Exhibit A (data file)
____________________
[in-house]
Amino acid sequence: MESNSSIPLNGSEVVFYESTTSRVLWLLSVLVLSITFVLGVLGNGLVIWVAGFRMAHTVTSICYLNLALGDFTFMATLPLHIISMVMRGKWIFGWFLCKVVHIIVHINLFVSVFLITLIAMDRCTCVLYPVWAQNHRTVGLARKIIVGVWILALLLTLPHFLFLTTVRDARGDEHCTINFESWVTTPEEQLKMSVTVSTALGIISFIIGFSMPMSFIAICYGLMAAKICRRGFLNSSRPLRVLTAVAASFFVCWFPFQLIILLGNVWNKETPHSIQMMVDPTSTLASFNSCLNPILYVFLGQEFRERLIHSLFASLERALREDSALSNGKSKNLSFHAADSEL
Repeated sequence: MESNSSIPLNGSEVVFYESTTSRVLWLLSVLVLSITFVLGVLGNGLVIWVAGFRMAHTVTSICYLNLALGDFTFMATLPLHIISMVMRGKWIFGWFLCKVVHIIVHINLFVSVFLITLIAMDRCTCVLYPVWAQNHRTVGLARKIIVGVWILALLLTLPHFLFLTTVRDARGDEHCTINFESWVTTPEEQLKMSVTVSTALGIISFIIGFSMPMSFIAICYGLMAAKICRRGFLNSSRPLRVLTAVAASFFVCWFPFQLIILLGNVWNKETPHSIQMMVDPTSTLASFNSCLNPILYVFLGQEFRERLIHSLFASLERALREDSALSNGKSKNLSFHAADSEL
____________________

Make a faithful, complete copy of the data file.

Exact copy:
[in-house]
Amino acid sequence: MESNSSIPLNGSEVVFYESTTSRVLWLLSVLVLSITFVLGVLGNGLVIWVAGFRMAHTVTSICYLNLALGDFTFMATLPLHIISMVMRGKWIFGWFLCKVVHIIVHINLFVSVFLITLIAMDRCTCVLYPVWAQNHRTVGLARKIIVGVWILALLLTLPHFLFLTTVRDARGDEHCTINFESWVTTPEEQLKMSVTVSTALGIISFIIGFSMPMSFIAICYGLMAAKICRRGFLNSSRPLRVLTAVAASFFVCWFPFQLIILLGNVWNKETPHSIQMMVDPTSTLASFNSCLNPILYVFLGQEFRERLIHSLFASLERALREDSALSNGKSKNLSFHAADSEL
Repeated sequence: MESNSSIPLNGSEVVFYESTTSRVLWLLSVLVLSITFVLGVLGNGLVIWVAGFRMAHTVTSICYLNLALGDFTFMATLPLHIISMVMRGKWIFGWFLCKVVHIIVHINLFVSVFLITLIAMDRCTCVLYPVWAQNHRTVGLARKIIVGVWILALLLTLPHFLFLTTVRDARGDEHCTINFESWVTTPEEQLKMSVTVSTALGIISFIIGFSMPMSFIAICYGLMAAKICRRGFLNSSRPLRVLTAVAASFFVCWFPFQLIILLGNVWNKETPHSIQMMVDPTSTLASFNSCLNPILYVFLGQEFRERLIHSLFASLERALREDSALSNGKSKNLSFHAADSEL